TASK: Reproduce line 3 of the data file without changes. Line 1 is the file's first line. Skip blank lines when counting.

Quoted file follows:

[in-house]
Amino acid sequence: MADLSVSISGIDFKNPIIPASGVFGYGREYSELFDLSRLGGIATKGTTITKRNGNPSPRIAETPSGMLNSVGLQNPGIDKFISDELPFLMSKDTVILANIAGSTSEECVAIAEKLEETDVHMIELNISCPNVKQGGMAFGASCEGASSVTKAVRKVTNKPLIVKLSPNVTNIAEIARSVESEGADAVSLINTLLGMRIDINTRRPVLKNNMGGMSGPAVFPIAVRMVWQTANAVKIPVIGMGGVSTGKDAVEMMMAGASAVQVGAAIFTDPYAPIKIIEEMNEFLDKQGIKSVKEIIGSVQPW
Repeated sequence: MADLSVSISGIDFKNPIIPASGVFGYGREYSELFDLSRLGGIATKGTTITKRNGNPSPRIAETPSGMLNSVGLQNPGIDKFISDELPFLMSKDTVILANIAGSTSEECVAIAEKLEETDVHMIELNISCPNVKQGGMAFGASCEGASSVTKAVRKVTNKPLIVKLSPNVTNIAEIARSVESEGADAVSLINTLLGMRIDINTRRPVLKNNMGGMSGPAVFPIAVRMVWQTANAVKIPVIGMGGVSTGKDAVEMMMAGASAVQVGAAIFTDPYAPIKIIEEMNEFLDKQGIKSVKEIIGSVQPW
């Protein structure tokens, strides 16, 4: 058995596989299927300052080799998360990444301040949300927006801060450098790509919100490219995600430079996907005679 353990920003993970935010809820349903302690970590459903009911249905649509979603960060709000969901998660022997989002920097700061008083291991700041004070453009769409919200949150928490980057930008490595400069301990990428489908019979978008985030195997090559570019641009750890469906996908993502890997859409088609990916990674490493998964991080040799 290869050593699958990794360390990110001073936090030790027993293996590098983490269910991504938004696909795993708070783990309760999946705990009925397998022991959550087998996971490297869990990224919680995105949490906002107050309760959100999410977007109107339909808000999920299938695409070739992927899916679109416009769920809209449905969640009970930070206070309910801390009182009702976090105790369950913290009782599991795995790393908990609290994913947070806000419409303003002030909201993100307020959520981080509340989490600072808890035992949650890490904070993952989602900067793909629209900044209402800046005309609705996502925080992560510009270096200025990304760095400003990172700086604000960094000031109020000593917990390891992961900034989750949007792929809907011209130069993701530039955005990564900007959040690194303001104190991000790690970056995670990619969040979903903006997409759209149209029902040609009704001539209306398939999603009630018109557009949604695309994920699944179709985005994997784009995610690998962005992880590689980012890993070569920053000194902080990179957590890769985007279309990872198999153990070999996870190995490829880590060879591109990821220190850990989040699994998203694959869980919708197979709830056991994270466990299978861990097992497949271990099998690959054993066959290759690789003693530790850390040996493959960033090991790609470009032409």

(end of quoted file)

Repeated sequence: MADLSVSISGIDFKNPIIPASGVFGYGREYSELFDLSRLGGIATKGTTITKRNGNPSPRIAETPSGMLNSVGLQNPGIDKFISDELPFLMSKDTVILANIAGSTSEECVAIAEKLEETDVHMIELNISCPNVKQGGMAFGASCEGASSVTKAVRKVTNKPLIVKLSPNVTNIAEIARSVESEGADAVSLINTLLGMRIDINTRRPVLKNNMGGMSGPAVFPIAVRMVWQTANAVKIPVIGMGGVSTGKDAVEMMMAGASAVQVGAAIFTDPYAPIKIIEEMNEFLDKQGIKSVKEIIGSVQPW